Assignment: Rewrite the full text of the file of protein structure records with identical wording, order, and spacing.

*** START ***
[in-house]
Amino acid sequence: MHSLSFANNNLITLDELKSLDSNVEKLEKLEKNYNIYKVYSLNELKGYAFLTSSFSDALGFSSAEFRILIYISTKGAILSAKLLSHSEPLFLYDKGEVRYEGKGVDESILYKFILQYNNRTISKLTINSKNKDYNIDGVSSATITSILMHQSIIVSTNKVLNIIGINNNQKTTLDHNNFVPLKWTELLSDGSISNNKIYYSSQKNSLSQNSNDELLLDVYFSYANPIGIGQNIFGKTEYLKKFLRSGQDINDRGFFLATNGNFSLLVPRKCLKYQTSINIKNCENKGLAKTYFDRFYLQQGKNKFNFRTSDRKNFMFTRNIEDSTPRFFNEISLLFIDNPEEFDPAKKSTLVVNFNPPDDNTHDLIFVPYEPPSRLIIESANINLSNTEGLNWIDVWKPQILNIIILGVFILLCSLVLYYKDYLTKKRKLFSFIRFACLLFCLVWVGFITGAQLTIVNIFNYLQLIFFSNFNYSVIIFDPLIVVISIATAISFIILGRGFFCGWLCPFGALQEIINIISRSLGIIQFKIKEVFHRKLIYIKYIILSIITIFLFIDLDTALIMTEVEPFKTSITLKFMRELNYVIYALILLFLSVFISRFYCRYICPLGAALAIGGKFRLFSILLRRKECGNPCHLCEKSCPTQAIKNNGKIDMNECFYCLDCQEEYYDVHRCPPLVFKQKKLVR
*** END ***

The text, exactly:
[in-house]
Amino acid sequence: MHSLSFANNNLITLDELKSLDSNVEKLEKLEKNYNIYKVYSLNELKGYAFLTSSFSDALGFSSAEFRILIYISTKGAILSAKLLSHSEPLFLYDKGEVRYEGKGVDESILYKFILQYNNRTISKLTINSKNKDYNIDGVSSATITSILMHQSIIVSTNKVLNIIGINNNQKTTLDHNNFVPLKWTELLSDGSISNNKIYYSSQKNSLSQNSNDELLLDVYFSYANPIGIGQNIFGKTEYLKKFLRSGQDINDRGFFLATNGNFSLLVPRKCLKYQTSINIKNCENKGLAKTYFDRFYLQQGKNKFNFRTSDRKNFMFTRNIEDSTPRFFNEISLLFIDNPEEFDPAKKSTLVVNFNPPDDNTHDLIFVPYEPPSRLIIESANINLSNTEGLNWIDVWKPQILNIIILGVFILLCSLVLYYKDYLTKKRKLFSFIRFACLLFCLVWVGFITGAQLTIVNIFNYLQLIFFSNFNYSVIIFDPLIVVISIATAISFIILGRGFFCGWLCPFGALQEIINIISRSLGIIQFKIKEVFHRKLIYIKYIILSIITIFLFIDLDTALIMTEVEPFKTSITLKFMRELNYVIYALILLFLSVFISRFYCRYICPLGAALAIGGKFRLFSILLRRKECGNPCHLCEKSCPTQAIKNNGKIDMNECFYCLDCQEEYYDVHRCPPLVFKQKKLVR